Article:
Today I was lazy so we just used them as a duration map.  I gave the client the bottom bun and then said we had 5 activities to complete.  Every time we completed an activity, they got another piece of the burger.  Once we finished building the burger, they got to play a quick game on the iPad.  (If I'd been thinking, I could've tied it in to Bamba Burger-a fun app where you make burgers....)  

My second lazy activity resulted when I was too lazy to get kid scissors.   

Kids LOVE to rip things.  I cut the pictures into strips and then had my clients rip them in half.  It was pretty fun.  Of course, there is the danger that they overgeneralize to ripping everything.  Tune in next week to see if I still have any Super Duper cards left.....

Saturday, March 2, 2013

Light Box Therapy

Last year, there was a plethora of postings about using your own light table during therapy.  I saw postings on Play at home mom, Testy Yet Trying and Speech Room News

This was also around the time that I started having some anxiety about the lack of fun sensory experiences I'd given to my then three year old.  Had I used all my fun-ness in speech therapy????  I used to be an awesome mom who had great ideas for behavior management, developmentally appropriate activities, and fun outings for the family.  Then I had my own kids.  As it turns out, sometimes I prefer checking my Facebook status to whipping up a batch of fresh Kool-aid play doh.  I bought a sled this year and have taught my young son various ways to express the idea that it is too cold to go sledding.  Although now I just justify this as teaching him the skill of being bored and good self regulation. 

BUT the light table I could do.  Pretty much any project that could also benefit my speech clients gets a green light.  I used Testy Yet Trying's tutorial and bought some of the materials suggested by Play at Home mom.  My only suggestion if you go this route is to avoid spraying the paint in the garage next to your husband's car.  Spray paint travels pretty far.  Whoops.

The light table was fun for my son and in therapy but I struggled with how to use it effectively to target goals.  I brought it back this year to work on joint attention.   I put some colored sand in the bottom of a clear container and we worked on taking turns drawing in the sand, looking at each other and commenting.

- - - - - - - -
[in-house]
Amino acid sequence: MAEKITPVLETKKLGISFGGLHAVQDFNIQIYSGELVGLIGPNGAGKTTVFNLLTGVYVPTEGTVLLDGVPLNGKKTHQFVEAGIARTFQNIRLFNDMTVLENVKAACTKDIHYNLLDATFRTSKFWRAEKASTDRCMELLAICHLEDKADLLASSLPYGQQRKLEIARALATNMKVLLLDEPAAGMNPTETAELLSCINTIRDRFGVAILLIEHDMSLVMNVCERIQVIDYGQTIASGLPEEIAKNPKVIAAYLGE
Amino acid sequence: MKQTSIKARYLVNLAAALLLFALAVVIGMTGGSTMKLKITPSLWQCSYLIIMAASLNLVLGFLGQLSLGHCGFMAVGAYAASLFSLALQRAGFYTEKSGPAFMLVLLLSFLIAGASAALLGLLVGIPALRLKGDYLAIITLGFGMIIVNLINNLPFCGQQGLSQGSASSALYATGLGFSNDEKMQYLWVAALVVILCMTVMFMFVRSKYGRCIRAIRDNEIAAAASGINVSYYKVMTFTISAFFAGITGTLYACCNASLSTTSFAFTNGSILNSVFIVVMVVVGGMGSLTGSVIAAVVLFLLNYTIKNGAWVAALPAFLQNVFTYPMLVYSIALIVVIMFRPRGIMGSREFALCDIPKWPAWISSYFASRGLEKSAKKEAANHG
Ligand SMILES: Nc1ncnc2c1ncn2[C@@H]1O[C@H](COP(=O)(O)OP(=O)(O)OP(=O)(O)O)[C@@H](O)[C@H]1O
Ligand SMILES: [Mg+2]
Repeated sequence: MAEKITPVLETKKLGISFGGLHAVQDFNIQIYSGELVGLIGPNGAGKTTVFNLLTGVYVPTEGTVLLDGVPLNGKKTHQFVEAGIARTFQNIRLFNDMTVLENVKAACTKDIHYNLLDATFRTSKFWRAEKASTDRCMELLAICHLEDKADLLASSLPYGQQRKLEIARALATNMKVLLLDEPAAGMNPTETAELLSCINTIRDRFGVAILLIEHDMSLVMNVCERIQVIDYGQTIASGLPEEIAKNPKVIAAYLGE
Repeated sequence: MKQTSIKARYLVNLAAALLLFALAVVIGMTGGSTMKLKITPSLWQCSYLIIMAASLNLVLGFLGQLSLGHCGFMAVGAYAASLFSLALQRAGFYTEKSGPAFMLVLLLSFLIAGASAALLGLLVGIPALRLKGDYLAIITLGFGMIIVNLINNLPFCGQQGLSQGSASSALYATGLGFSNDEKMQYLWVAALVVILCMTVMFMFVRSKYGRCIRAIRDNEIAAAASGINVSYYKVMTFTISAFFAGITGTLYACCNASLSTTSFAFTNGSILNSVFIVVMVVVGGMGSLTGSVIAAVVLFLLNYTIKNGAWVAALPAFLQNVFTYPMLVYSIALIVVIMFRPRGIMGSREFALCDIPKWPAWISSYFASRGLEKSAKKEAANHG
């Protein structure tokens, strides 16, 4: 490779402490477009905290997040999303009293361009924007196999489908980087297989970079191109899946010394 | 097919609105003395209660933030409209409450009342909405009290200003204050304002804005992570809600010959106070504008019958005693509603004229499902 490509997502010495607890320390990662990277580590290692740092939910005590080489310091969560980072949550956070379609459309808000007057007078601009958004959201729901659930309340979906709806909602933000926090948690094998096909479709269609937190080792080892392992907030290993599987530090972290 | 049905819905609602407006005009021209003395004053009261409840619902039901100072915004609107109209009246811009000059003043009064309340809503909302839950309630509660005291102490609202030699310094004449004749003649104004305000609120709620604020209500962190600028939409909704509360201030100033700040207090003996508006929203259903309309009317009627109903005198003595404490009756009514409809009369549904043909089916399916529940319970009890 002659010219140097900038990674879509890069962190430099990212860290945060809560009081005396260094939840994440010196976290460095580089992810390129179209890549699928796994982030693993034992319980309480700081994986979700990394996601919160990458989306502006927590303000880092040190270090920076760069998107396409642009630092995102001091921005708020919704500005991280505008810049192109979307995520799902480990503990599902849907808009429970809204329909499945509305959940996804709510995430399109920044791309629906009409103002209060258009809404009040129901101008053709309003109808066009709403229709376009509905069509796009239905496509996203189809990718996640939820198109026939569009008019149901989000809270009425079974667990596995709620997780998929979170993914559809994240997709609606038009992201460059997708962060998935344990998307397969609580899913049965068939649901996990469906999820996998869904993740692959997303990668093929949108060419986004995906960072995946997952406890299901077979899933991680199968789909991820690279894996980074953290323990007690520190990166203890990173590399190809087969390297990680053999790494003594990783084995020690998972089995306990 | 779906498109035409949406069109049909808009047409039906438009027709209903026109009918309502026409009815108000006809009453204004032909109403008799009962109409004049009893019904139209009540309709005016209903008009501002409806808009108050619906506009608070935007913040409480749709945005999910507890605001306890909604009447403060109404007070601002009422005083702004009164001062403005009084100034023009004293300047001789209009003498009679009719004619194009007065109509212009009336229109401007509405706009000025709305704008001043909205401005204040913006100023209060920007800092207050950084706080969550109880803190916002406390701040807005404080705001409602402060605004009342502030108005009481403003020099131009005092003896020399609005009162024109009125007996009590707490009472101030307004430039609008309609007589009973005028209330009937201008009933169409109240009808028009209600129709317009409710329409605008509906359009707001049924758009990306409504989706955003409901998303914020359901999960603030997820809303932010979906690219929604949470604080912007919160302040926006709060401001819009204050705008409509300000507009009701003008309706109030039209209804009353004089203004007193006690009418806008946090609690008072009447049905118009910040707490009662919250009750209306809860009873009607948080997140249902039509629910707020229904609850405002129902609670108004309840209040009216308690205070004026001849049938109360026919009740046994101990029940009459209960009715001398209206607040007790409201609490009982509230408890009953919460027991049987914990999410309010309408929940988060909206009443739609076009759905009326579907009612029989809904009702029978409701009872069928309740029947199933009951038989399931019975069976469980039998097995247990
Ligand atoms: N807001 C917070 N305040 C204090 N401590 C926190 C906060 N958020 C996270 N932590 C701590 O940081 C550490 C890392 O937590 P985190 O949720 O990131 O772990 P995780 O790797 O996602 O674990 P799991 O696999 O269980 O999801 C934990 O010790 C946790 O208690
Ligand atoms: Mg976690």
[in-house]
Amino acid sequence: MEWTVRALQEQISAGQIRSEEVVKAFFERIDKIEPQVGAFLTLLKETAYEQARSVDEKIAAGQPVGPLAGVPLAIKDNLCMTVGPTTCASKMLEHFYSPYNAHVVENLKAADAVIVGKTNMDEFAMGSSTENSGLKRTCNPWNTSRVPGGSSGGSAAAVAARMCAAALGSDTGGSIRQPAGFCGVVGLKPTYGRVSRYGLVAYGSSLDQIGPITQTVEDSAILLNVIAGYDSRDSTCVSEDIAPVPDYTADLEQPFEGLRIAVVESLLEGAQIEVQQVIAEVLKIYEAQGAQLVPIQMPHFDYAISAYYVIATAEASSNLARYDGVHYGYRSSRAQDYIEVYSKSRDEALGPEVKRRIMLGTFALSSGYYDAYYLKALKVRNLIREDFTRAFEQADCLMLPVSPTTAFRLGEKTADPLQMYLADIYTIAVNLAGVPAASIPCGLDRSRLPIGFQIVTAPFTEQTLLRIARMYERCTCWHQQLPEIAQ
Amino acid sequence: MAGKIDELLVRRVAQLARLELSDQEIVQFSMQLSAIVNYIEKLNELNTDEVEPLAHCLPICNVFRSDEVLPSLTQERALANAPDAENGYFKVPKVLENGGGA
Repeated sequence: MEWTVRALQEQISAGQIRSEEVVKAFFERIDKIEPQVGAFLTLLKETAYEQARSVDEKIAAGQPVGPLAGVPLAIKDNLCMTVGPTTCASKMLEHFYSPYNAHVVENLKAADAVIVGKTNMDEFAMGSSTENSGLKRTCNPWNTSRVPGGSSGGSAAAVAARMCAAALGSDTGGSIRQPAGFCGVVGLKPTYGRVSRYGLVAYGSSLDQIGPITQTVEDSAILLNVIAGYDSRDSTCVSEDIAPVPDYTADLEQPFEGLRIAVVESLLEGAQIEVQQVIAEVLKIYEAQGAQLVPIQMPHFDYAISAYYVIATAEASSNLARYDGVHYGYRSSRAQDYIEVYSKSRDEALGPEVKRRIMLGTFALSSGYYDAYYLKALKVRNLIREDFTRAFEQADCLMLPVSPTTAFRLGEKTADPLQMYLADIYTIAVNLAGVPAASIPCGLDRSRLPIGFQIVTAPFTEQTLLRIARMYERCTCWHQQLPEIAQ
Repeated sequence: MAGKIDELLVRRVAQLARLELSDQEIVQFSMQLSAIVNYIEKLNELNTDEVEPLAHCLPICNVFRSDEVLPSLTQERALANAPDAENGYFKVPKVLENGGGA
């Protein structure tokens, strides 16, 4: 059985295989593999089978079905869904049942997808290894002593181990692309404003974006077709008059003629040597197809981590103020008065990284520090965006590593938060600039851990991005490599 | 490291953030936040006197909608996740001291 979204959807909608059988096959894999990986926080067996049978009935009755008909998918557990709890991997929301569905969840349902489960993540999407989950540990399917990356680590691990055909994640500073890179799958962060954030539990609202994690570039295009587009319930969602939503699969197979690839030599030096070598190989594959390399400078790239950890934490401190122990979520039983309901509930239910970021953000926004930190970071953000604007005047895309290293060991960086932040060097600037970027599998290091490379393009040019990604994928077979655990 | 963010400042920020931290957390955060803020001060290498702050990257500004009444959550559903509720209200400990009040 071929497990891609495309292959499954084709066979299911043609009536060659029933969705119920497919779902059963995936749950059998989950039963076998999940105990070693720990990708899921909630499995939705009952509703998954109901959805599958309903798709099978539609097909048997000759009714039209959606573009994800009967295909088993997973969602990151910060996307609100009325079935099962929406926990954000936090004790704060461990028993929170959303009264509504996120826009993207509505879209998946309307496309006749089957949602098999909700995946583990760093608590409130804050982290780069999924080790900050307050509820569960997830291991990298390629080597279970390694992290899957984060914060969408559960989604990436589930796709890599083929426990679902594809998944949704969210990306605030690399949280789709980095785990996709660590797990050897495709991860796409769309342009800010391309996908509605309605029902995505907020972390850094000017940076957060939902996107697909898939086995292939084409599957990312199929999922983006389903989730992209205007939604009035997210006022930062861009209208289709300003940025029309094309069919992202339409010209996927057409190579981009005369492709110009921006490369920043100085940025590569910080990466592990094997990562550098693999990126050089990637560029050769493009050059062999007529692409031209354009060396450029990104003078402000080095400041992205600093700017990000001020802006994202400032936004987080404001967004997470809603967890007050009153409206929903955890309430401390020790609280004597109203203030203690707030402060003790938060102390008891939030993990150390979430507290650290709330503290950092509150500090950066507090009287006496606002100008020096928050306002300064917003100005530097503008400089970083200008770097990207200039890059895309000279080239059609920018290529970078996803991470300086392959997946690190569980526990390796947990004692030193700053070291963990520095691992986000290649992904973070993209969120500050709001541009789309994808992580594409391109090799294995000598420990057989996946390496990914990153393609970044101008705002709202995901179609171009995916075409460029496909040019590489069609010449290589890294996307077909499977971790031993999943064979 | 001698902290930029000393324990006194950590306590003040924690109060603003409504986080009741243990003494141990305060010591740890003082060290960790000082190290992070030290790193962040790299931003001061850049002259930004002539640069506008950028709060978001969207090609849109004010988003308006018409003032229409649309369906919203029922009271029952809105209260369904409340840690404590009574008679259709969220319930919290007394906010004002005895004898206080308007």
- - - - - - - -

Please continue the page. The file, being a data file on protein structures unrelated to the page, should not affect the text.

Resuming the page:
Some of my other clients saw the light table and wanted to play too.  So we ended up with these activities:

I used a sheet of articulation cards from Testy Yet trying and put it on the light box.  (Note this is NOT the lightbox I made.  Shortly after making the light box, a dollar store went out of business and I got this Fiskars craft light table for 5.00)   We started by saying each word.  Then I put my sand tray on top. 

Now they had to uncover each one using a carrier phrase. 

Another way we used the light box was by putting 2 picture cards on the light box.  We would say the targets (in this case it was he/she)  Then I'd cover the pictures with the sand.  Could they remember where the card was located?  Then we practiced the targets again. 

I used some simple three picture sequence cards.  First I put out the cards and had them tell me what the "MAIN idea " was.  (going swimming in a backyard pool)  Then I had them sequence the cards in order.  For this activity we did the order going up and down similar to schedules that they were familiar with.  As they sequenced the cards, I modeled simple sentences.  Then we put the sand on top and the students uncovered each photo and described what was happening in each picture. 

I still have a bunch of clients who are working on temporal directions.  For this activity, I had them draw in the light box.  (Before you draw the circle, draw a square.)  You could also adapt this by having the kids complete a more complex drawing with you giving the steps.  Ed Emberley books have some great simple drawings that you could use in the sandbox. 

I'm thinking it would be fun to work on with emotions too.  You could draw the circle and have them draw in the eyebrows, mouth etc.  Or you could try to "change" people's emotions by drawing over pictures of real people.  I could see this being really motivating: (Let's see what the Math teacher would look like if they were really mad....) 

What other ways have you used a light box in therapy?